EU countries stalemate over migration relocation plans

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By Elena Cavallone
EU countries stalemate over migration relocation plans
Copyright  REUTERS

After another tragic shipwreck in the central Mediterranean EU minsters gathered in Luxembourg to agree on a temporary system to relocate migrants rescued at sea. Member states have shown divisions over the possibility to host asylum seekers arriving in Italy and Malta.

Dying in the Mediterranean: a risk that thousand of migrants have faced in their bid to reach Europe. According to the IOM in the last 6 years more than 15.000 people have lost their lives in shipwrecks.

It is the most dangerous route for those who escape from inhumane treatment in Libya in the search of a better life.

With Italy and Malta overloaded with asylum requests, the countries have asked the EU to find a way to share the burden.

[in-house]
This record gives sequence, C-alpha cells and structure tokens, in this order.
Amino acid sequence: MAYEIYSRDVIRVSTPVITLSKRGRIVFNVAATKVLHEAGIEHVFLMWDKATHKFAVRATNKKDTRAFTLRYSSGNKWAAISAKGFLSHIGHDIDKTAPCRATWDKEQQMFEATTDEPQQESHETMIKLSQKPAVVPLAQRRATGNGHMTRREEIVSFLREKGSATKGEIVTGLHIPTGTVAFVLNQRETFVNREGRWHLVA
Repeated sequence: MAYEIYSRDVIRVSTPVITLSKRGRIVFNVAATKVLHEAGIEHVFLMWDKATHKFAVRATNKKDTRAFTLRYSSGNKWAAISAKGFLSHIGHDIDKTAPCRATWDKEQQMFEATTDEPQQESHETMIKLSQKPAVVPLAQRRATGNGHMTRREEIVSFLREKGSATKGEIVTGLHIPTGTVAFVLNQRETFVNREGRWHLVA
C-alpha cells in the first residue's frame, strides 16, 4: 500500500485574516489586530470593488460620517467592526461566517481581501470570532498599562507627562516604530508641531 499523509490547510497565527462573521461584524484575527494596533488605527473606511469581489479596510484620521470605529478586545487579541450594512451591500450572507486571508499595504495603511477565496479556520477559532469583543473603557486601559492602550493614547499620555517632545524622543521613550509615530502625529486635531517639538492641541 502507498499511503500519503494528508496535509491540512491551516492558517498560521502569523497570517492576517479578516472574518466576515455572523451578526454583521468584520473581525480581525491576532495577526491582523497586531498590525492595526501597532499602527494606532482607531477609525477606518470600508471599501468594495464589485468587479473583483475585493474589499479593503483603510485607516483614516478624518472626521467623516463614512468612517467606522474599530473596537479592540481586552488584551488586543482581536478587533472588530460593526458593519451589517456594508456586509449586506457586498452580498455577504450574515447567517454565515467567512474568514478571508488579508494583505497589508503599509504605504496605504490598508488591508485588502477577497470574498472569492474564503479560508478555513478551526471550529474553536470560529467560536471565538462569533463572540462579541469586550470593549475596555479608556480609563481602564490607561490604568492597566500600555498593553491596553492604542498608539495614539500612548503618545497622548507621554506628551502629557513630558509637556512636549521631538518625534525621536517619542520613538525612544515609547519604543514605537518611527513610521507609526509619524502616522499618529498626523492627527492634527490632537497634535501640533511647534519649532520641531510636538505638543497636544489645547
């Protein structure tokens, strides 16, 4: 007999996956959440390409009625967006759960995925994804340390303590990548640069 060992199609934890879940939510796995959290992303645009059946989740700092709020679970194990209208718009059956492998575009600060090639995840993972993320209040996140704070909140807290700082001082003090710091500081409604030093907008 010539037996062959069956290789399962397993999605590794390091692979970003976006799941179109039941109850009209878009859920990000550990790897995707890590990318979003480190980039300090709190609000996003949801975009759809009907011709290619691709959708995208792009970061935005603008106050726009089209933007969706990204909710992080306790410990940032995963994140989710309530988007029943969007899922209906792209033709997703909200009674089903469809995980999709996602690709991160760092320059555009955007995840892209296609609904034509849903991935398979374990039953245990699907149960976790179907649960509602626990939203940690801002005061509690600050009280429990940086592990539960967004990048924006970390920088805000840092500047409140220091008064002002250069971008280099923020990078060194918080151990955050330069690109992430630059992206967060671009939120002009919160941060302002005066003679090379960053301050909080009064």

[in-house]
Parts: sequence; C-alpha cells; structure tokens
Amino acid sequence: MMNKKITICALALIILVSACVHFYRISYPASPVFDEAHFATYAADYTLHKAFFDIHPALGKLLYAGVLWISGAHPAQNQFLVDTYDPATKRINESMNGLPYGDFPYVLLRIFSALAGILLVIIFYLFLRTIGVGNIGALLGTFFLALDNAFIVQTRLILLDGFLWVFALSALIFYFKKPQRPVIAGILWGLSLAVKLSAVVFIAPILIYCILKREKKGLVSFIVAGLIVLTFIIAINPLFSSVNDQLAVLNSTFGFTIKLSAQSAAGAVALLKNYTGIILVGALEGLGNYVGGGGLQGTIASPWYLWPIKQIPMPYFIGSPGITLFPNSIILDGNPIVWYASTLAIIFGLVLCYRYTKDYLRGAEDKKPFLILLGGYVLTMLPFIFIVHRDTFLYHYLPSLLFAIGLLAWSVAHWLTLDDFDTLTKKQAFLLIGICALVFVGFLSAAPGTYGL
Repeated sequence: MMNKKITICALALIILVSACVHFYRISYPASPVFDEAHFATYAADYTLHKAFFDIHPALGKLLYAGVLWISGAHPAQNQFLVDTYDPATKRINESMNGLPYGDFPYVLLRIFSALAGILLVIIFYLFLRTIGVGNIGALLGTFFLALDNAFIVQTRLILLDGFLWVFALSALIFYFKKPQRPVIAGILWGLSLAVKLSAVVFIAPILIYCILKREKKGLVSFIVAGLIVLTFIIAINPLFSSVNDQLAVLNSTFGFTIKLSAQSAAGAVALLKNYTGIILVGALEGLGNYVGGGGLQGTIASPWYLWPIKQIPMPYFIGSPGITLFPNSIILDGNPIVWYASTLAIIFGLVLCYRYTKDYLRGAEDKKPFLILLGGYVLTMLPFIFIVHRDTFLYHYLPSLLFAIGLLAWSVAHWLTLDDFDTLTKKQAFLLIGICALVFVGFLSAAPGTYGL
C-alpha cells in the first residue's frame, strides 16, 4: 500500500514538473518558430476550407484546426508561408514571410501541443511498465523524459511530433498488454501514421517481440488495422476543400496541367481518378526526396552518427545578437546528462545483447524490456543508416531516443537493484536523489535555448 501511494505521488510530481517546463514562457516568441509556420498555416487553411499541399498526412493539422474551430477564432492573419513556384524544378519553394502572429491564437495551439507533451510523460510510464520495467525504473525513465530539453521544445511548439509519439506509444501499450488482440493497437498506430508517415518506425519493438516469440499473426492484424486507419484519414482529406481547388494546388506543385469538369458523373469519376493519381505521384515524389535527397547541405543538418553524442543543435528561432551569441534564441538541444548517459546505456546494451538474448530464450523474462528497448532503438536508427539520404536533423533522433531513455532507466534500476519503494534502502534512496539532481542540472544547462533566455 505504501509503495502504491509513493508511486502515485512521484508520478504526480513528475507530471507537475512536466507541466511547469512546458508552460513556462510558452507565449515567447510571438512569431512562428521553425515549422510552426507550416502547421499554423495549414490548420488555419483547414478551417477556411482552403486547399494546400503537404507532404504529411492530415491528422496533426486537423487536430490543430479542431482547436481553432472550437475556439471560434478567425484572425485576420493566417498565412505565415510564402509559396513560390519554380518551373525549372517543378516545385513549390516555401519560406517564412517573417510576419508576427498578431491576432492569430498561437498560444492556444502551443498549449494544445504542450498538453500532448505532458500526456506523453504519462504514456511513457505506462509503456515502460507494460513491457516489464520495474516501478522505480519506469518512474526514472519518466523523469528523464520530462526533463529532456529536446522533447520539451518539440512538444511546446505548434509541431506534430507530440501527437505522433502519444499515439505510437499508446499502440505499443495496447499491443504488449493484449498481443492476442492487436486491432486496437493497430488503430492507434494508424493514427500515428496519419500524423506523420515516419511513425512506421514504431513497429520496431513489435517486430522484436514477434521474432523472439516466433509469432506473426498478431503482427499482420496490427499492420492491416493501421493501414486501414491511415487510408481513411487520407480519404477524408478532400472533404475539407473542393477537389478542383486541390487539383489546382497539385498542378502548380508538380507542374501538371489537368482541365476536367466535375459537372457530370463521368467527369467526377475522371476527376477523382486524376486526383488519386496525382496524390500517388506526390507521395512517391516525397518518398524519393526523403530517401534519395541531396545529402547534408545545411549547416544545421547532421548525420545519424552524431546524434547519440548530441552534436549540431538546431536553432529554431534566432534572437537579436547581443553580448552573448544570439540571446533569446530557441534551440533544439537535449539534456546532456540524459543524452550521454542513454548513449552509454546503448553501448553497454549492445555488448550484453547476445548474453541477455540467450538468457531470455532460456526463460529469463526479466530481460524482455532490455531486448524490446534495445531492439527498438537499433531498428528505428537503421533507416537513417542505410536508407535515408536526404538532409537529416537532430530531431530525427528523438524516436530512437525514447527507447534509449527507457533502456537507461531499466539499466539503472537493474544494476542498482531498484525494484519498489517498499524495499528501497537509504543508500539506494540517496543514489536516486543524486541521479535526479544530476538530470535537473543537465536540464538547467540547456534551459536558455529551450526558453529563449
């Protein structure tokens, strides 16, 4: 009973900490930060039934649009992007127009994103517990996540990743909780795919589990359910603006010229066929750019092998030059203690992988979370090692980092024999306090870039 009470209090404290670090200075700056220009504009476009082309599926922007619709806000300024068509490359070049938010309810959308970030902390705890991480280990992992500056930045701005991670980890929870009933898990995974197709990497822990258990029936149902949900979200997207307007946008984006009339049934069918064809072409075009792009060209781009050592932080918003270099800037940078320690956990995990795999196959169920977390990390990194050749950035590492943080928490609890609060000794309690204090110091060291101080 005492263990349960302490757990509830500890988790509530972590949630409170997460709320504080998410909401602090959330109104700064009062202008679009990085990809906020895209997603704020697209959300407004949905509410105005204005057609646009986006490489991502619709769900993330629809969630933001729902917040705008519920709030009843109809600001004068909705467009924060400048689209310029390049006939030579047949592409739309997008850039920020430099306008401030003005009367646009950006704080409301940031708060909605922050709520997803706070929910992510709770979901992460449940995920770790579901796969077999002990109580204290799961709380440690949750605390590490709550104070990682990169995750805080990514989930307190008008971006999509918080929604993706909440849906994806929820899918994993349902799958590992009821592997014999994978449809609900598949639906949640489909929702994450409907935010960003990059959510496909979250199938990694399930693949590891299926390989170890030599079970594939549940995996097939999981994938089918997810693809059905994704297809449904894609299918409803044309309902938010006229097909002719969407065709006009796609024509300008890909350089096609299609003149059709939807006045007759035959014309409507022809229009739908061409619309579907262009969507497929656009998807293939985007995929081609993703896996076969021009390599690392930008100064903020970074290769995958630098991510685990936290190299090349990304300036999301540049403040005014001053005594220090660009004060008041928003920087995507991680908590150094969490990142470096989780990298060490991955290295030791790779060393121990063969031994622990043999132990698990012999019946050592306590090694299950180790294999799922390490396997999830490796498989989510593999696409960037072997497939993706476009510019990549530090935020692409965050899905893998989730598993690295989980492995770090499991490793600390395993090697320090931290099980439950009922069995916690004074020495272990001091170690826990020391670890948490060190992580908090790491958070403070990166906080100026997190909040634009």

But Europe finds itself divided again. In Luxembourg EU interior ministers discussed the possibility of extending the temporary deal to relocate migrants agreed between Italy, France, Germany and Malta in September.

Countries from eastern Europe - known as the Visegrad group - oppose to any relocation, and Greece emphasized that it is facing a rise in arrivals of refugees from Turkey.

“We cannot ask Greece to take refugees also from the Central Mediterranean. Visegrad countries are not willing to receive refugees but as we hear there are other ways to show solidarity, with personnel and financing," German Interior Minister Horst Seehofer told reporters.

The mechanism has just a six-month lifespan. It covers the redistribution of migrants rescued in the Mediterranean with a quota system for the countries that join. It also aims to reduce the time for transfer of migrants to destination countries to 4 weeks.

After the last shipwreck off the Italian island of Lampedusa Monday, member states were urged to work together to find a solution.

This is just a first test of solidarity among member states - the real test will be the revision of the common asylum system. The European Commission is expected to present a new migration pact, as promised by the elected president, Ursula Von der Leyen.